Source: Press TV
Russian President Vladimir Putin has said a potential oil output freeze deal among oil-exporting countries should involve some compromise on Iran’s production levels. “I think that from the point of view of economic expediency and logic, it would be right to find some sort of compromise” on the Iranian output level, Putin told Bloomberg.
Saudi Arabia's Oil Policy
(cartoon by Javad Takjou, Iranian daily Ghanoon)
Putin said countries now recognize that Iran should be allowed to continue raising production as sanctions have been lifted against the country.
“Iran is starting from a very low position, connected with the well-known sanctions in relation to this country,” the Russian president said, adding, “It would be unfair to leave it on this sanctioned level.”
Oil-exporting countries have been seeking a deal to cap production levels in an attempt to prevent a further drop in global oil prices, which in recent years saw a fall from a high of 147 dollars a barrel to a low of around 25 dollars. Saudi Arabia, however, has repeatedly hindered such a deal by insisting that Iran agree to the same low production level as that assigned for other countries.
Blaming Saudi Arabia
Putin further said, “I would very much like to hope that all the participants in this market, who want to maintain stable and fair world prices for energy resources, will at the end of the day take the necessary decision.”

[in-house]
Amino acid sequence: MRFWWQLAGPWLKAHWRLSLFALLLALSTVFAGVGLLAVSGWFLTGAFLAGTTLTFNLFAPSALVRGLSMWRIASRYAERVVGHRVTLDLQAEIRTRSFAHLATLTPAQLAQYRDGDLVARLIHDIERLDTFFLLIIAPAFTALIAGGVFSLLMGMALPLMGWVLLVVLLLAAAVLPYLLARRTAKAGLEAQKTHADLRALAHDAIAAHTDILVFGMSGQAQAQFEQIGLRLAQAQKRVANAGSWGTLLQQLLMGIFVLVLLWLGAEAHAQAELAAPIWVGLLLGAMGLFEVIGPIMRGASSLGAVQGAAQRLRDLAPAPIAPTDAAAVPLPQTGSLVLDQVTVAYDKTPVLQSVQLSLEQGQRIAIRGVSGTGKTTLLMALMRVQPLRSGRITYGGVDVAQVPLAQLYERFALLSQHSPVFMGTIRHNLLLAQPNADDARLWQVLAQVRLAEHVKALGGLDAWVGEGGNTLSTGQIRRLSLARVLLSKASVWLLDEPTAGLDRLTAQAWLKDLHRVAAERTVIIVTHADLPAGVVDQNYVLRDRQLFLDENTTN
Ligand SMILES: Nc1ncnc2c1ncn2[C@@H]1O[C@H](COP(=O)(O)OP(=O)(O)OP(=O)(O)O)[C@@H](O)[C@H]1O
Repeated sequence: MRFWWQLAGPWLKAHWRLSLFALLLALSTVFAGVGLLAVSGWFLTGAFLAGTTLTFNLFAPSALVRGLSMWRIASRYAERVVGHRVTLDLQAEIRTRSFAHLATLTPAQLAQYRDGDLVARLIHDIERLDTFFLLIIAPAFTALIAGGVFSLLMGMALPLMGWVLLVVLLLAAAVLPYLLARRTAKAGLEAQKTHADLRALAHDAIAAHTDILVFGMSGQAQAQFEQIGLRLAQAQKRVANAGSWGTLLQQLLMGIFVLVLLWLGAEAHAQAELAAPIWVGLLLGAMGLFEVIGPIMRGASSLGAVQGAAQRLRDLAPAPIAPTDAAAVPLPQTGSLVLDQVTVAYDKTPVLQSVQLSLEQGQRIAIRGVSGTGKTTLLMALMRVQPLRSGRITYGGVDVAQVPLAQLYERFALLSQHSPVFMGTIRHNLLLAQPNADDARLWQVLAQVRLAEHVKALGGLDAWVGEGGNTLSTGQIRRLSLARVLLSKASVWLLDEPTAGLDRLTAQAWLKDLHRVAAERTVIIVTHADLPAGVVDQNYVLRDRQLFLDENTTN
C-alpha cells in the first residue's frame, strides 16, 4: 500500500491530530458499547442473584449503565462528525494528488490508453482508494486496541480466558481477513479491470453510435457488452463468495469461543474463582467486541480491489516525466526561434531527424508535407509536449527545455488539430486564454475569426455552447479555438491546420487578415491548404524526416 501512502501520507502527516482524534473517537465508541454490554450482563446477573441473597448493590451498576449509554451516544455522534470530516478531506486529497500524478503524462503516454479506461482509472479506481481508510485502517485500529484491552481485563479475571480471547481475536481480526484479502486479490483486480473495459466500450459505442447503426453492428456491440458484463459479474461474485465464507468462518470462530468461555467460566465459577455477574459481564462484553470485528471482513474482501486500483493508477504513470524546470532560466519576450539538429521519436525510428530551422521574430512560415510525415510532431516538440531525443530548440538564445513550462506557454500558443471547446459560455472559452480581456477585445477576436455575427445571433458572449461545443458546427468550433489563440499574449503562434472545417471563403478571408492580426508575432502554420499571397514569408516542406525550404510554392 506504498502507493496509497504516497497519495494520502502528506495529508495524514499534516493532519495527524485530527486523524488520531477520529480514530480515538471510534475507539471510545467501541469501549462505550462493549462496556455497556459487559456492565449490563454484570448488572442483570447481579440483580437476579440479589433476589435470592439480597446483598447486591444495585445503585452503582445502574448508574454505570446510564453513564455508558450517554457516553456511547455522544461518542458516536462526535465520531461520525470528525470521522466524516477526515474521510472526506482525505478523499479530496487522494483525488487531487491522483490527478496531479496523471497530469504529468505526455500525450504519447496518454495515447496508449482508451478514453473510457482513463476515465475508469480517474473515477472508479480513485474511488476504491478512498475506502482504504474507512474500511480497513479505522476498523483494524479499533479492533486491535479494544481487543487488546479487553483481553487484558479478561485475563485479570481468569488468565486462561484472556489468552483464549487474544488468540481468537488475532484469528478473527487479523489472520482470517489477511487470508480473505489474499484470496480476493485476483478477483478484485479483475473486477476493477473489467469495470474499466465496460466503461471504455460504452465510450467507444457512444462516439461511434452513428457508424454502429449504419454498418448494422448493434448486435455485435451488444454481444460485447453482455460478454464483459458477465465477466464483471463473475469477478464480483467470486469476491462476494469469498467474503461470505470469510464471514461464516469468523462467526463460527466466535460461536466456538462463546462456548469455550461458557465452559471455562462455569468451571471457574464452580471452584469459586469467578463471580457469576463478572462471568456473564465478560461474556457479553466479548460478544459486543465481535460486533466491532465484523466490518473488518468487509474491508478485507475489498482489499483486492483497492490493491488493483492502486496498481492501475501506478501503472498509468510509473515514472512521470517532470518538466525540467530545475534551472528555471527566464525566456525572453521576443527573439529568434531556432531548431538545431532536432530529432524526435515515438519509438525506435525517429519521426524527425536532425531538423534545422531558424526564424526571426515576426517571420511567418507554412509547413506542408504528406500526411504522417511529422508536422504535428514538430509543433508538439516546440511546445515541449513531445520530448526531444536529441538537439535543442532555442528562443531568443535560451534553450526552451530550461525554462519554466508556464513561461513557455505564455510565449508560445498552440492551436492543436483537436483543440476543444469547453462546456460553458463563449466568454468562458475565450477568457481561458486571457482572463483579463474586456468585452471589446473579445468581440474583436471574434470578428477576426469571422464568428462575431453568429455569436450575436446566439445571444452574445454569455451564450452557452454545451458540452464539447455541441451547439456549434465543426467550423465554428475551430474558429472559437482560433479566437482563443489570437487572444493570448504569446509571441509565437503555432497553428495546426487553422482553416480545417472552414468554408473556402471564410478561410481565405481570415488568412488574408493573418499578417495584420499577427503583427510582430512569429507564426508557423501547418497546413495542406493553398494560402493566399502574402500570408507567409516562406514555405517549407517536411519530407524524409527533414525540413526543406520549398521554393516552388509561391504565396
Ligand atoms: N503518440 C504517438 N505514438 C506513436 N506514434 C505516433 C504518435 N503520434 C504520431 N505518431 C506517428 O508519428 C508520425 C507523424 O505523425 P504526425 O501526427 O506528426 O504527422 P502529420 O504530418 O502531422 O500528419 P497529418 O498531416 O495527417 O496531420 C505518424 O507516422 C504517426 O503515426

Elsewhere in his remarks, a transcript of which was published on the Kremlin’s website, the Russian president held Saudi Arabia responsible for failed attempts by OPEC and non-OPEC oil exporters to reach a pact on stabilizing production levels.
“It wasn’t us who rejected a freeze on production volumes, it was our Saudi partners who at the last minute changed their point of view and decided to take a time out in taking this decision,” Putin pointed out.
He said he would convey his position to Saudi Arabia’s deputy crown prince Mohammed bin Salman, whom he may meet on the sidelines of a G20 gathering in China this weekend. “If Prince Salman and I talk on this subject, I will of course lay out our position again: we believe that it (an output freeze) is the right decision for global energy.”
Iran has frequently said that it is ready to join an oil freeze plan that has been proposed by several key peer producers to help stabilize the market. The Islamic Republic has, however, argued that any such deal should take into account the special position of the country, which had been under sanctions impacting its oil production levels for a number of years.
In early June, Reuters reported a rapid surge in Iran’s oil exports. It said shipping data showed that the country’s oil exports were close to the pre-sanctions level of 2.5 million barrels per day, stressing that it had been able to improve its export capabilities at a much faster pace than anticipated.
Iran had made it clear before that it would not join a deal to cap production levels before reaching the pre-sanctions level.
Iran says its oil exports have increased to as high as 2.5 million barrels per day - a landmark development that could mean the country has already regained a crucial global oil market share that it had lost as a result of multiple years of sanctions.
In mid-January, a series of economic sanctions were removed after a deal between Iran and the P5+1 group of countries - the five permanent members of the UN Security Council plus Germany - was implemented.
The sanctions barred foreign investments in the Iranian oil industry and also limited a low ceiling of 1 million bpd on the country’s oil exports.
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